Much of this book involves Samuel, a complicated character who has become more depressed and alienated as the series progressed. I always wanted more investigation of Samuel so I was pleased to see him given so much time. I hope it continues in the next installment and I hope we don't have to wait too long.
There is less Bran than I like, mainly because I always enjoy Bran but he has been covered in several previous stories. Besides Bran is such a larger than life, over the top character, it is likely more effective to hint at his power than it would be to look at him too closely.
I read this book in one sitting and am delighted to have it added to my collection.
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on August 16, 2010
Great Series. Love all the books, but this one seemed so different...rushed, rambling at times, and in need of some editing. Silver Borne was a good read nonetheless, hoping to read a 6th book soon :-)
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on April 24, 2010
Summary: Car mechanic by day, coyote shapeshifter by night. Mate to the Alpha of the local werewolf pack and friend of vampires. You might think Mercy Thompson has enough on her plate, but apparently fate doesn't agree. All she was trying to do was return a borrowed book, and now it seems her life is on the line. The fae want the book and the secrets it holds, and they are willing to do just about anything (and kill just about anyone) to keep it from the wrong hands.

Opening Lines: "The starter complained as it turned over the old Buick's heavy engine. I felt a lot of sympathy for it since fighting outside my weight class was something I was intimately familar with."

My thoughts: This is my first foray into the Mercy Thompson series. I know it's blowing some of your minds that I can read the fifth book first. I can hear your synapses firing. But the important point is this: where have these books been all my life? Fellow book bloggers, I'm disappointed in you. Why didn't someone tell me how good this series is?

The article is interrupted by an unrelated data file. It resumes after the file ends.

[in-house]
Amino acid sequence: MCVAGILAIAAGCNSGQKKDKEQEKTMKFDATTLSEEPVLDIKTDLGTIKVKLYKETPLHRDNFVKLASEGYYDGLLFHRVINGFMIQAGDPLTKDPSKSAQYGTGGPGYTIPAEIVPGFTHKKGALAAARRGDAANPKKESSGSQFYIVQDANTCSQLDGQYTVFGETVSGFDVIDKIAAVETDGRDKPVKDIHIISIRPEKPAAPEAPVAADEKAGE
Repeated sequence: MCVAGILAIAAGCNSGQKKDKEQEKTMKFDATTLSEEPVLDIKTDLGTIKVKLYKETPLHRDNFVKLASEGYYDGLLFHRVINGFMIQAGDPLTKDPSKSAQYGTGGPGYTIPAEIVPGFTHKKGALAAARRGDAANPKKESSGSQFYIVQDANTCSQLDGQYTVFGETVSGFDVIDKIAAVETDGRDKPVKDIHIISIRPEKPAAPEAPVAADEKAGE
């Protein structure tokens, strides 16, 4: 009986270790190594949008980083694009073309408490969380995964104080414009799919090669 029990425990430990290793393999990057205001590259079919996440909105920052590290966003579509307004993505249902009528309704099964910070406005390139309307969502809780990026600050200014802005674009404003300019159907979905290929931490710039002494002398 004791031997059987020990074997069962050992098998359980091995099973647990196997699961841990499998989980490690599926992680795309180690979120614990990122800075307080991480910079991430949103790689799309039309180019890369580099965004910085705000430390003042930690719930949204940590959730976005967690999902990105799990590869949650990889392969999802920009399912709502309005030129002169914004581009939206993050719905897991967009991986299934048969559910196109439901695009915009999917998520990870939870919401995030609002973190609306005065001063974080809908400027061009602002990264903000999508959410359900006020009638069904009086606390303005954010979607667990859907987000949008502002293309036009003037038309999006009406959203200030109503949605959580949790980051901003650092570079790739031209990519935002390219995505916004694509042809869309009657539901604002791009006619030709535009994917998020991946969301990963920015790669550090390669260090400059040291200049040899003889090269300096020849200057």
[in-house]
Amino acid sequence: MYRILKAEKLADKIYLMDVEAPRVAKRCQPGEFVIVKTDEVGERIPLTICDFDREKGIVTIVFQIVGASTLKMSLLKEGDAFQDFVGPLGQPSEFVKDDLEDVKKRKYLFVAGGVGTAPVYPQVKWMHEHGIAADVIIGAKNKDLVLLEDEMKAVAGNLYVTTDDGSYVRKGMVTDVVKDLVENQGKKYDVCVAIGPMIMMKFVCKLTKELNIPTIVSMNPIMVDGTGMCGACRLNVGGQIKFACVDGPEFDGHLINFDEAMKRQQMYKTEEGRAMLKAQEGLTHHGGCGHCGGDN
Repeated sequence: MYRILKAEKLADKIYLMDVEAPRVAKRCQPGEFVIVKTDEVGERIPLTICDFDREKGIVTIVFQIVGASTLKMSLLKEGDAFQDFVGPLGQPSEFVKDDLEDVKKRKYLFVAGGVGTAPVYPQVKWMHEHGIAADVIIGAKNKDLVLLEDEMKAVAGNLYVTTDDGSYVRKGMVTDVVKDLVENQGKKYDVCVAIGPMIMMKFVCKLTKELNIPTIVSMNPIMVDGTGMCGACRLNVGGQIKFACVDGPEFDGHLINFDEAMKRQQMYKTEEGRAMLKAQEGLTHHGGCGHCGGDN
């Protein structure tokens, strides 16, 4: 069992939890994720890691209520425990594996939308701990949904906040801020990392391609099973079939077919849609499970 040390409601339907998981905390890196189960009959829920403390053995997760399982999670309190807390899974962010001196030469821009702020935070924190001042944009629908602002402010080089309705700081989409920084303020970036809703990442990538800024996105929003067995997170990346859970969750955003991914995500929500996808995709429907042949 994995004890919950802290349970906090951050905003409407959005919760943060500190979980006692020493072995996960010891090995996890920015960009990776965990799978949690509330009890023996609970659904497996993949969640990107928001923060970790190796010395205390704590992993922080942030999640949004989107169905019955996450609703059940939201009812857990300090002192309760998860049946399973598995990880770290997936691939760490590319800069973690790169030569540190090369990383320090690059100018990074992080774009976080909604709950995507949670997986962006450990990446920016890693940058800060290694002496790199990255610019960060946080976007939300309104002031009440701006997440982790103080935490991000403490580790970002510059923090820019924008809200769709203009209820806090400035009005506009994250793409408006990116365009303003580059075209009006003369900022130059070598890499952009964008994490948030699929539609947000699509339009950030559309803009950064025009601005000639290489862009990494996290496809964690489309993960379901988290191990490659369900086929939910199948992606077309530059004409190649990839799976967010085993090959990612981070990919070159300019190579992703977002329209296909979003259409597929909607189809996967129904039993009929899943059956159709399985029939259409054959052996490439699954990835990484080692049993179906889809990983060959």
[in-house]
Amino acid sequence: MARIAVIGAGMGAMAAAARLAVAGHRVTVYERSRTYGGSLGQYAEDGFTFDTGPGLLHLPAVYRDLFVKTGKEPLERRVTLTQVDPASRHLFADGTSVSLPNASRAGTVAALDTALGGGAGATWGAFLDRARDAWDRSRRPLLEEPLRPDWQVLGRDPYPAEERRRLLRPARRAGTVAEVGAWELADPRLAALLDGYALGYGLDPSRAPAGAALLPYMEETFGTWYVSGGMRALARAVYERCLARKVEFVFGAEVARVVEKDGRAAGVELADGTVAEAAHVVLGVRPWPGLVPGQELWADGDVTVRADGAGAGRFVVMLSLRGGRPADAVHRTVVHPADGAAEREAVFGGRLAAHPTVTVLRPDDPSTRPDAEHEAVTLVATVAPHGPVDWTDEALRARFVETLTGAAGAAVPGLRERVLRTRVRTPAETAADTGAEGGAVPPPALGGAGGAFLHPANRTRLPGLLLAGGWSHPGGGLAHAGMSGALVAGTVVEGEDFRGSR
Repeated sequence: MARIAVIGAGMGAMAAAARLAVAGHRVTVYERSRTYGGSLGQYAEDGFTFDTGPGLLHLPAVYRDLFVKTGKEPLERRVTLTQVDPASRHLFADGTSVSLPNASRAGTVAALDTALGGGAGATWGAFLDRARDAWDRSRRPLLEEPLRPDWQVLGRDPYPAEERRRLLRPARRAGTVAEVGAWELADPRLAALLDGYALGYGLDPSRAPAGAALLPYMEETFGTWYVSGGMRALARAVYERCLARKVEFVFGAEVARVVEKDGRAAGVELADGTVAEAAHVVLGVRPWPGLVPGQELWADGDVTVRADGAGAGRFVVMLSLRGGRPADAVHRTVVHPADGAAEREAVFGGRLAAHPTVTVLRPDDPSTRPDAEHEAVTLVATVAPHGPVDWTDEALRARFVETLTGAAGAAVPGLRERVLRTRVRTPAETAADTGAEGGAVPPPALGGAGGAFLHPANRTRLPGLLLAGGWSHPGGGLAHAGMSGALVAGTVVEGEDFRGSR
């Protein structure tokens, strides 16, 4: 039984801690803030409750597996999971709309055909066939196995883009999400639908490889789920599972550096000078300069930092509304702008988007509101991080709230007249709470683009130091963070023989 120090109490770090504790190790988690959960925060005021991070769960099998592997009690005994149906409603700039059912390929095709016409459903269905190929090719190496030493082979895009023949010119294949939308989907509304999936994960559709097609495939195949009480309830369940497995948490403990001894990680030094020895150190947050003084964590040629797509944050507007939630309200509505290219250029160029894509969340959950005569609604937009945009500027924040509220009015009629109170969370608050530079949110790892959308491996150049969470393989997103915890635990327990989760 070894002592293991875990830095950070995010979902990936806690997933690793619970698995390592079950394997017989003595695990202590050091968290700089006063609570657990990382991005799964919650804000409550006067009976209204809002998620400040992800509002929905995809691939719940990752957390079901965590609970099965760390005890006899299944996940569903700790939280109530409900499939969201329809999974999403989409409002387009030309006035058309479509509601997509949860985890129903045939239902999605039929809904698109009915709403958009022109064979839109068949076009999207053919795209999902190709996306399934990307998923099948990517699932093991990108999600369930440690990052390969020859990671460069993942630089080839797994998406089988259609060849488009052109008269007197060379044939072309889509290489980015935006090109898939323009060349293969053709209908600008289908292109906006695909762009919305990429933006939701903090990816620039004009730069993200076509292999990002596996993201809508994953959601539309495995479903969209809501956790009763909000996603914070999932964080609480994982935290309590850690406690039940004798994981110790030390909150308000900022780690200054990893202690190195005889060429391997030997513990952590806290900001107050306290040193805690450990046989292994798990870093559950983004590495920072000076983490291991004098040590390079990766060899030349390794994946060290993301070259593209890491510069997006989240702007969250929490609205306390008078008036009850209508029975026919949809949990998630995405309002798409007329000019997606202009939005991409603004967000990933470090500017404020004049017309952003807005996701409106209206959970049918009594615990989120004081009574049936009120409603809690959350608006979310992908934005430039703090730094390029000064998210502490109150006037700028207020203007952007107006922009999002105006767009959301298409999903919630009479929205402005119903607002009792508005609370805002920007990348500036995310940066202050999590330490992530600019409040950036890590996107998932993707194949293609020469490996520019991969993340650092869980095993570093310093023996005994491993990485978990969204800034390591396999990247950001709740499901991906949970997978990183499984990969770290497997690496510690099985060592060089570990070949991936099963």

First off, Mercy kicks tush. She has muscles, she fights the bad guys, and she's a mechanic. Love to break the gender stereotypes! Don't get me wrong, she's not a she-male, but she's definitely a girl who stands out from the crowd. She's the kind of heroine I found myself rooting for from the very beginning. The cast of supporting characters is fantastic, as well. There are villains, both the kind you see coming and the kind that sneak up on you. There's a pack of werewolves that aren't thrilled about having their leader running with a coyote. And there's Mercy's roommate, Samuel, a were whose inner wolf is giving him some trouble.

The pacing in this book is a thing of beauty. The action starts up fast, and the plot thickens with each flip of the page. I was able to follow the story despite not having read the previous books, yet the flow was never slowed down by over-explaination. It's an impressive feat, if you stop and think about it. I was completely pulled into the storyline and could hardly put the book down.

In conclusion: I may have come to this series with the fifth installment, but you can bet I'll be hustling my butt to the library to pick up the other titles in the series. This is a must-read for any urban fantasy fan.